Wood cons: The downsides of underfoot hardwood

Hardwood flooring does have some potential downsides. Aside from the initial expense of installation ($4,556 on average, according to HomeAdvisor), and while hardwood does enjoy some long-term maintenance savings, severely damaged hardwood floors could be extremely expensive to repair, or could require outright replacement. Since the economy of hardwood flooring relies on its longevity, this advantage gets completely erased when the flooring is irreparably damaged. This might sound like a big "gotcha," but it's the way everything works — if you had to buy a new car after six months, cars would suddenly become prohibitively expensive to own. And the advantage is meaningful: Carpet is an extremely expensive thing to have to replace every 15 years ... though certainly not as expensive as a car.

But hardwood does have some comparative disadvantages. Certain finishes and softer woods can scratch easily (as can some laminates and engineered wood), says Realtor.com. Refinishing wood floors is a pricey undertaking, quite a chore, or both. Most importantly, hardwood is very sensitive to moisture, which can cause catastrophic damage quite easily. This is particularly true of hardwood that isn't installed correctly, according to manufacturer recommendations.

Carpet pros: The hard truth about soft flooring

Whatever your favorite home remodeling show might have told you, carpet does have its fans and some distinct advantages over hardwood. According to Houselogic, it's significantly cheaper to install, and far easier if you choose to install it yourself. It has superior sound-absorption properties, which can only be approximated in wood flooring with expensive, over-engineered solutions. And, obviously, it's softer. This last trait can be an advantage in lots of situations, but particularly if you have children, and even more so if you end up on the floor playing with those children.

But wait, there's more. Houselogic argues that the range of color and materials makes it a good choice for design flexibility, and that modern carpets can be less toxic, and more eco-friendly, than the carpets of yore. Don't get too carried away with claims about hardwood's health superiority; as we mentioned, there have been questions about that.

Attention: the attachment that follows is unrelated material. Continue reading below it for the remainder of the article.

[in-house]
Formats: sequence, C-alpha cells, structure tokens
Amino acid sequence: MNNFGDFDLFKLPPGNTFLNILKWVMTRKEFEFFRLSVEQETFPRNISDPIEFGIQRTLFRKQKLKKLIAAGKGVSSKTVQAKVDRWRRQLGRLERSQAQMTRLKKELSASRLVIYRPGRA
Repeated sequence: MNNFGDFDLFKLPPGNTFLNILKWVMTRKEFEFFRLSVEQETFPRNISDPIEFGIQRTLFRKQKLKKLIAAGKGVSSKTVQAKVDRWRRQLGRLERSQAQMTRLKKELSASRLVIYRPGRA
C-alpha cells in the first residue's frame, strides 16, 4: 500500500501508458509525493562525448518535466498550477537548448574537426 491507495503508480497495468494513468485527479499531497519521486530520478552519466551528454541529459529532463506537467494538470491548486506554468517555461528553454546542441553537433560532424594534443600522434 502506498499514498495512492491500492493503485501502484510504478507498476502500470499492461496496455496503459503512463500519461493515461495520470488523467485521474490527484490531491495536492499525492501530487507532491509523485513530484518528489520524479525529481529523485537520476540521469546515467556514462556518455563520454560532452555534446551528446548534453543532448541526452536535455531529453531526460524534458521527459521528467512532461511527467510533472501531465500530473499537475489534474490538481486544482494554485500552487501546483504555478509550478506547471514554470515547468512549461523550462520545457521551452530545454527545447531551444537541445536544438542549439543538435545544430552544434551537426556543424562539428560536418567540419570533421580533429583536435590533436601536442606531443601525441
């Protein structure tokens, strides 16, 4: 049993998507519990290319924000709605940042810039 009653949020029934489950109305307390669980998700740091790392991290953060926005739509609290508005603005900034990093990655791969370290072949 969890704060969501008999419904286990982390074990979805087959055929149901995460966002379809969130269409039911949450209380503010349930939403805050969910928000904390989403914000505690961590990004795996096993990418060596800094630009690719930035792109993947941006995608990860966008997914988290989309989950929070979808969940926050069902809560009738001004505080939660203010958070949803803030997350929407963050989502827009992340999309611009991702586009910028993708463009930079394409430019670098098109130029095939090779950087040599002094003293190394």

Carpet cons: Dirty secrets about the wooly world of pile

Of course, carpet didn't get its poor reputation without having a few issues, and those mostly vary according to the fiber a particular carpet is made from, per Maple Leaf Realty. Carpet's comparatively difficult to clean, and arguably impossible to clean thoroughly. (Ask anyone who's ever removed carpeting; the amount of stuff that collects in and under it is disturbing, and there are quite a few allergens lurking in those dust drifts.) Carpet is not very durable, needing replacement in as little as one-tenth the time of hardwood. And carpet tends to capture stains and smells.

Another disadvantage is carpet is relatively less compatible with underfloor heating systems than hardwood ... although Continal Underfloor Heating points out that some less insulative carpets will work fine with underfloor heating (as expressed in tog, or Thermal Overall Grade, ratings). If you go this route, work with a reputable installer for underfloor heating, and make sure the heating in carpet and uncarpeted rooms is adjusted appropriately.

Resale value: How will flooring decisions impact long-term investment?

Perhaps the best place to start discussing improvements to your house involves talking about how you'll get rid of it ... eventually. Resale value is a strategy for recouping costs for home improvements. It is an investment perspective: You are concerned about the return you'll get on your investment in flooring.

Either way, there's a clear winner in this area in almost every regard, according to the National Association of Realtors (NAR): hardwood floors, with a 70-80% return on investment. Most home buyers will pay more for a home with hardwood than with carpet. NAR's 2022 Remodeling Impact Report shows that refinished hardwood floors enjoy a 147% cost recovery (the amount of cost that is recouped when the home is sold). New hardwood floors provide a 118% cost recovery. Both of these numbers are higher than investments in insulation, attic and basement conversions, kitchen and bathroom renovation, or anything else analyzed.

The problem with resale value is that it doesn't measure, in any way, what will make you happy while using the flooring. If you need quiet or want an aging pet to be more comfortable, that might trump a few hundred or a couple thousand dollars in resale value.